French 100

FREN 100: Elementary French

Prerequisites: None

Credit Hours: (4) Four hours lecture and language practice

An introduction to French; acquisition of a basic active command of French; emphasis on listening comprehension, speaking, reading and writing. This course has been approved for credit in the Foreign Languages Area of the Core Curriculum.


Detailed Description of Content of Course

Situations covered include: greetings, names, descriptions, clothing, colors, numbers, parts of the body, the classroom, personal qualities, the family, weather and seasons, nationality; leisure, educational system, daily routine; time and dates, ownership, presents, questions of taste, pleasure; talent and plans, duties, health, moods; narrating events and experiences, birthdays and anniversaries; professions and trades, and cooking.

Cultural sections focus on: growing up in French- speaking countries ( France, Belgium, Switzerland, countries of East, West and Equatorial Africa, Southern Islands, Tahiti, Lebanon, Eastern Canada and selected parts of the United States.) Geography, magazines and newspapers, working and shopping hours, ID biographies of famous Frenchmen and women, the flea market, the postal system, French exports, city profiles, holidays, and other customs.

Grammatical structures include: gender, number, case; personal pronouns, possessive adjectives, articles, negation; basic verbs including stem vowel changing verbs and modals in the present and perfect tenses; separable prefixes, imperative forms; prepositions of time, prepositions and word order.


Detailed Description of Conduct of Course

Class instruction targets communication practice utilizing the situations, intentions, vocabulary, culture, and grammar introduced in a given chapter. Other activities include: grammar and vocabulary explanations, pronunciation practice, listening comprehension exercises, writing, and grammatical drills. Class is conducted primarily in the target language, while specific grammatical instruction is still being conducted in English.


Goals and Objectives of the Course

Speaking and listening goals (standardized ACTFL proficiency criteria): Students will be able to communicate minimally with learned material. Students will produce oral speech using isolated words and learned phrases with predictable areas of need. Students will only be minimally able to recombine learned oral elements. Students will be able to pronounce most French sounds accurately (if not in rapid speech). As regards listening skills, students will be able to recognize learned material and isolated words and phrases when strongly supported by context. Students will be able to comprehend some words and phrases from simple questions, statements, high-frequency commands, and courtesy formulae about topics that refer to basic personal information or the immediate physical setting.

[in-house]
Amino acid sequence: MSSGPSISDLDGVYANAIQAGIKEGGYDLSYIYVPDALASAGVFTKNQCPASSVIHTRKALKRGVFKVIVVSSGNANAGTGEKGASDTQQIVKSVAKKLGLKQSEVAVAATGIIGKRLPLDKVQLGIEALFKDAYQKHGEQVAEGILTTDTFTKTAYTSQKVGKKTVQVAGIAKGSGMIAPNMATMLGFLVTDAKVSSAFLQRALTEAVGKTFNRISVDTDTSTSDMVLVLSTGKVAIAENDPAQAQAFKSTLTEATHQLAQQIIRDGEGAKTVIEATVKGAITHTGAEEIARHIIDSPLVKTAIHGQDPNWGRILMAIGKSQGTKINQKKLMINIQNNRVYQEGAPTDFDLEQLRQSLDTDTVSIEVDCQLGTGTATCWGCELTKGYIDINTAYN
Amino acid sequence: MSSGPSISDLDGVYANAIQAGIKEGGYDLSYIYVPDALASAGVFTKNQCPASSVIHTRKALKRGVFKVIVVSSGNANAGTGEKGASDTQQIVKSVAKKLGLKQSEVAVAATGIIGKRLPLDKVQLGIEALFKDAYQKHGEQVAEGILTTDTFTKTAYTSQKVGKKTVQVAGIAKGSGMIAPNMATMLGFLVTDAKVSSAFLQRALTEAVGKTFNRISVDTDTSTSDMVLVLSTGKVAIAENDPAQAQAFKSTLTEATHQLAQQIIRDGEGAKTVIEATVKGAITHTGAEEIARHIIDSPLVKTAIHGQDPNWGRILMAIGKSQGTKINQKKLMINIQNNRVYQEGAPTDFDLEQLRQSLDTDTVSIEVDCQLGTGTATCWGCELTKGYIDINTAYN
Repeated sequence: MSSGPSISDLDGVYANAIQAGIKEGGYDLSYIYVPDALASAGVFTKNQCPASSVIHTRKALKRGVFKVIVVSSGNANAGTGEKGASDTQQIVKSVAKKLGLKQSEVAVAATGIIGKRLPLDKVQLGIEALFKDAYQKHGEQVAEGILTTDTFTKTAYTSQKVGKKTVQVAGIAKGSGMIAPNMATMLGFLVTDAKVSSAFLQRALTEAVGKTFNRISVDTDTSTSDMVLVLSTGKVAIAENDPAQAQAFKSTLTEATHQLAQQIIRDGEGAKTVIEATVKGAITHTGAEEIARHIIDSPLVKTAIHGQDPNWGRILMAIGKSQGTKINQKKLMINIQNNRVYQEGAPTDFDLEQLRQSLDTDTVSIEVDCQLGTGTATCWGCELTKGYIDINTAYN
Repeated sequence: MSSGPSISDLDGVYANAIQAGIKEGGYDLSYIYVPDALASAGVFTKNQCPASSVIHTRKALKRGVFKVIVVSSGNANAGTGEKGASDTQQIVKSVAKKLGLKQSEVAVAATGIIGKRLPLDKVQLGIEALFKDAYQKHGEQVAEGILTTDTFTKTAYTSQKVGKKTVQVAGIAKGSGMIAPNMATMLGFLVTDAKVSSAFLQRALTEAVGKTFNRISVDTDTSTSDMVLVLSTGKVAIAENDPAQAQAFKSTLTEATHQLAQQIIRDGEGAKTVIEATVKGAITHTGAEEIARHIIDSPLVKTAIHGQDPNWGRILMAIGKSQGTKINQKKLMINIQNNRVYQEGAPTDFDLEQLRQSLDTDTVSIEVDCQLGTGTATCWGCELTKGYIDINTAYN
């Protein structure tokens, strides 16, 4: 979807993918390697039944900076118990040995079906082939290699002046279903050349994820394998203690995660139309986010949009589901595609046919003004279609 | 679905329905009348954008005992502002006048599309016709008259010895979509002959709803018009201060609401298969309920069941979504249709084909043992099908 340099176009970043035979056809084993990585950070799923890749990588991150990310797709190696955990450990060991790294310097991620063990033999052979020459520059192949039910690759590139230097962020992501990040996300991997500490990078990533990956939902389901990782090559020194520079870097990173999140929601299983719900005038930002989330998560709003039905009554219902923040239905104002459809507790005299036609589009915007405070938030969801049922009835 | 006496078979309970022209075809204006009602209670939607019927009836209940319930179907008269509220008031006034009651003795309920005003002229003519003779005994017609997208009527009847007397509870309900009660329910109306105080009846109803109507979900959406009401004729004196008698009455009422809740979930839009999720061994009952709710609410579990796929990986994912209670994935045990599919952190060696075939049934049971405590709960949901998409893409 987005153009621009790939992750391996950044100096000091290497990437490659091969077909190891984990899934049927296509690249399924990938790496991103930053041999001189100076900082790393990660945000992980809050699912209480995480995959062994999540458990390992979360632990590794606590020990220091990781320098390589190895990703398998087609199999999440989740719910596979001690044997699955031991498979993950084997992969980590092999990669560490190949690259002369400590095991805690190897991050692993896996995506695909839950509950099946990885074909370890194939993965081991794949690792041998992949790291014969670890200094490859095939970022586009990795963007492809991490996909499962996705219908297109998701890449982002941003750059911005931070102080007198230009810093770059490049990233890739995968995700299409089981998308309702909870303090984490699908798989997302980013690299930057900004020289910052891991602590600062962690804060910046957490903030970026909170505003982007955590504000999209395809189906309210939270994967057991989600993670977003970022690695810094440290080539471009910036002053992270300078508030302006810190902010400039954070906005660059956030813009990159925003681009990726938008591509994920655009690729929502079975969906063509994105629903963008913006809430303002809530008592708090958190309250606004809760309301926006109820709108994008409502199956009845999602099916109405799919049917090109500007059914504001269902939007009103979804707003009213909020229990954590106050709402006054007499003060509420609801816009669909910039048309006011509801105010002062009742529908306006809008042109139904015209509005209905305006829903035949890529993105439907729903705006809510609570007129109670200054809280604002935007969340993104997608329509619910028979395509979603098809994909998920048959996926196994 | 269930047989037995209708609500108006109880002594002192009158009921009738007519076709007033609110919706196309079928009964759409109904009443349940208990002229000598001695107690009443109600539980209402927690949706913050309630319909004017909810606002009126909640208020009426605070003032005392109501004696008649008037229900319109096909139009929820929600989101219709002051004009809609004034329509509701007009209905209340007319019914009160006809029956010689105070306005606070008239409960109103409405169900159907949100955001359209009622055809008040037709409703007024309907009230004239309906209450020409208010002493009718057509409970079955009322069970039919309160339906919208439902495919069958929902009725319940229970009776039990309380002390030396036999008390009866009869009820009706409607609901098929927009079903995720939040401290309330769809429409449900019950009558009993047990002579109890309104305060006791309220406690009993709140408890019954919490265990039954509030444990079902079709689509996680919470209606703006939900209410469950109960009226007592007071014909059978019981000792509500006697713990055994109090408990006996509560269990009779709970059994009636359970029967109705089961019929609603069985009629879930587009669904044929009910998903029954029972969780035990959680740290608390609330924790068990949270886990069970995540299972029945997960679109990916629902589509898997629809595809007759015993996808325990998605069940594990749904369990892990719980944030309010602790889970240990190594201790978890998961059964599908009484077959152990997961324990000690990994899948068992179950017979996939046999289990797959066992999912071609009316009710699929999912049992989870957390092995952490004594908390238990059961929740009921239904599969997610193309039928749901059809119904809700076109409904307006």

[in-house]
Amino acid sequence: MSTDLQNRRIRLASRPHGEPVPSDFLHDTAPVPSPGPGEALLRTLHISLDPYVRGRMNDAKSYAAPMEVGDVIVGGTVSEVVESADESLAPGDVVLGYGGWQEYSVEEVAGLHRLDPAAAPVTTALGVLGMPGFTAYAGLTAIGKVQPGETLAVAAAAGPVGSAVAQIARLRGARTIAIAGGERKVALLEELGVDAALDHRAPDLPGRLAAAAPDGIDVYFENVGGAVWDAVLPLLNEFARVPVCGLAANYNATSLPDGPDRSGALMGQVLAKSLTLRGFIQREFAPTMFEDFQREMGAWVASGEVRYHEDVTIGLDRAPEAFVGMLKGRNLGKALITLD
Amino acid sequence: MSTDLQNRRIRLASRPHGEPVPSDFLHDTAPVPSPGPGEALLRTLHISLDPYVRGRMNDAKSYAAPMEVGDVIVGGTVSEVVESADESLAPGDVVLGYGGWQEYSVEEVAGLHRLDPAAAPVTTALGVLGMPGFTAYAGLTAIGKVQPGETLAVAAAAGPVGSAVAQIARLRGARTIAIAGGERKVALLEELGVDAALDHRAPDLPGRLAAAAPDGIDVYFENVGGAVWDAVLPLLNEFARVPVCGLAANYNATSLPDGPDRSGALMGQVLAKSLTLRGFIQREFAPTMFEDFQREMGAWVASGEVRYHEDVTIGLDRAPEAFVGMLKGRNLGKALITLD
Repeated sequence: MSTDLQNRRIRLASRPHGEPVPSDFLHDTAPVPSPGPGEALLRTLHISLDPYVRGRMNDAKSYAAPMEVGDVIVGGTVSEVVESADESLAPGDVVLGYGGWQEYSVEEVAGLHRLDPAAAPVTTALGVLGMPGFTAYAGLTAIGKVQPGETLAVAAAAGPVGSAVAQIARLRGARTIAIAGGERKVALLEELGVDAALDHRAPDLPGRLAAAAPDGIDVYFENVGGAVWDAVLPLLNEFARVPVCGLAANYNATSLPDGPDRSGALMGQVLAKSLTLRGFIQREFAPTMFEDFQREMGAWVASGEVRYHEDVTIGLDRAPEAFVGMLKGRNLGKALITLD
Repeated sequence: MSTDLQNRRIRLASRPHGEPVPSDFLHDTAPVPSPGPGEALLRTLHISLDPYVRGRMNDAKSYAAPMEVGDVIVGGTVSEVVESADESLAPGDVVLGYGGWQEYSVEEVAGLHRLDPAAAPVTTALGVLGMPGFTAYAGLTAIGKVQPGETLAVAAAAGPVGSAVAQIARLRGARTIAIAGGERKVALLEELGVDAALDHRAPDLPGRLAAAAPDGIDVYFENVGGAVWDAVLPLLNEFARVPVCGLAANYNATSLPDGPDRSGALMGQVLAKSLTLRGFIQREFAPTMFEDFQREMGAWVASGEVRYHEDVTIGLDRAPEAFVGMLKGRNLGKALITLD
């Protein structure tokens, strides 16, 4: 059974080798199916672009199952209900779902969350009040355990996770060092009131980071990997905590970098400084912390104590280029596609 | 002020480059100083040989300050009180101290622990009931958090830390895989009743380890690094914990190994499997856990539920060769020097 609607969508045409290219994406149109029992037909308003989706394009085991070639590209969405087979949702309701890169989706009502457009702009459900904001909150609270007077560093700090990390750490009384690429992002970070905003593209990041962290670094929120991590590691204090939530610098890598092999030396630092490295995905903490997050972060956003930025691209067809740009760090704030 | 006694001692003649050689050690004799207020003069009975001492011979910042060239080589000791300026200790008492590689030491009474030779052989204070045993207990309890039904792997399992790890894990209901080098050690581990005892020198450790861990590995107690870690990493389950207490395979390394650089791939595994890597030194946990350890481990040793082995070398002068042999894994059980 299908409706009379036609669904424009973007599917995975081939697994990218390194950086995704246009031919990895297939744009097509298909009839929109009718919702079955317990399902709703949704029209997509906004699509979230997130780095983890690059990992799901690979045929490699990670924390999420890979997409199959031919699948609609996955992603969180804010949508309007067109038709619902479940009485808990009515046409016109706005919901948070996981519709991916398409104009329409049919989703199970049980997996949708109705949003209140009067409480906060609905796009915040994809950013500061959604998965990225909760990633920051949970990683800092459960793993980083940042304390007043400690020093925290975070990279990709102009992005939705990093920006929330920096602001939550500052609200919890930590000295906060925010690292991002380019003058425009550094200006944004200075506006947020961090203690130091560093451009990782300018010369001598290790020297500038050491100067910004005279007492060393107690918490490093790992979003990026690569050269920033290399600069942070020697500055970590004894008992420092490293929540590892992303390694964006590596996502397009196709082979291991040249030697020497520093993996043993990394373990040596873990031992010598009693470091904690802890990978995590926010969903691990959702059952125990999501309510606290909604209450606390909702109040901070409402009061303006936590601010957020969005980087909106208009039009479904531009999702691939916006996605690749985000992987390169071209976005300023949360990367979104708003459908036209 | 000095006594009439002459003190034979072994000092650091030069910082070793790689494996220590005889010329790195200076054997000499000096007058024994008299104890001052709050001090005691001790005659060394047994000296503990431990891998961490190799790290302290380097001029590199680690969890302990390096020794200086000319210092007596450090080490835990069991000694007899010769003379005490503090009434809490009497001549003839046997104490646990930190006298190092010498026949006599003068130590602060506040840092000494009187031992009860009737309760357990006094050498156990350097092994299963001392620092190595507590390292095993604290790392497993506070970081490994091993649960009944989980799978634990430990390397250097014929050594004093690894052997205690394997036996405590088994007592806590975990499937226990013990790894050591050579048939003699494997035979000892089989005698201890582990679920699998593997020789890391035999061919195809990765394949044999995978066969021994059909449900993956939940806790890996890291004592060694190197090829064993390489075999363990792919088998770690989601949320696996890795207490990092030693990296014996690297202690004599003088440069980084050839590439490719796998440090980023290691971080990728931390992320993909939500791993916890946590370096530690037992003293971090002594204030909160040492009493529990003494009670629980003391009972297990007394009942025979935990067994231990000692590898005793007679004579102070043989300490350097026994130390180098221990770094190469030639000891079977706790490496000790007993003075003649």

Reading and writing goals (standardized ACTFL proficiency criteria): Students will be able to identify learned material without assistance and to understand some new material when strongly supported by cognates, context, or dictionary assistance. In writing, students will be able to produce isolated words and phrases from learned material and will be able to analyze and produce the most basic grammar in graded sentences.

Students will achieve a degree of competence in a foreign language and culture. 


Students will be able to:

a. demonstrate language skills appropriate to the level of study

b. analyze similarities and differences between their own and the target cultures

c. explain contemporary international issues from the perspectives of their own and the target cultures


Assessment Measures

Speaking progress is evaluated in class and in conversational practice. Written homework assignments provide a basis for the evaluation of writing progress. listening and reading comprehension and grammatical accuracy are tested in hourly exams, chapter tests, and on the final exam. In most of these testing situations, students will also either demonstrate or further expand (in the case of new linguistic excerpts containing new cultural topics) their familiarity with cultural topics and cm-rent global issues. Students’ success in using French will therefore demonstrate not only their linguistic abilities but also their cultural competence to anticipate, identify, and to simulate the use of different cultural perceptions and behaviors through the new language.


Other Course Information

To supplement linguistic and cultural encounters in class, students are expected to participate in some extracurricular activities such as conversation with native speakers, watching French movies, and inquiring about French-speaking cultures by means of the multitude of media available as informational resources. French 100 is for beginners and students who have had no more than one year of French in high school.


Approval and Subsequent Reviews

Date Action Reviewed by
Sept. 2005 Reviewed Philip Sweet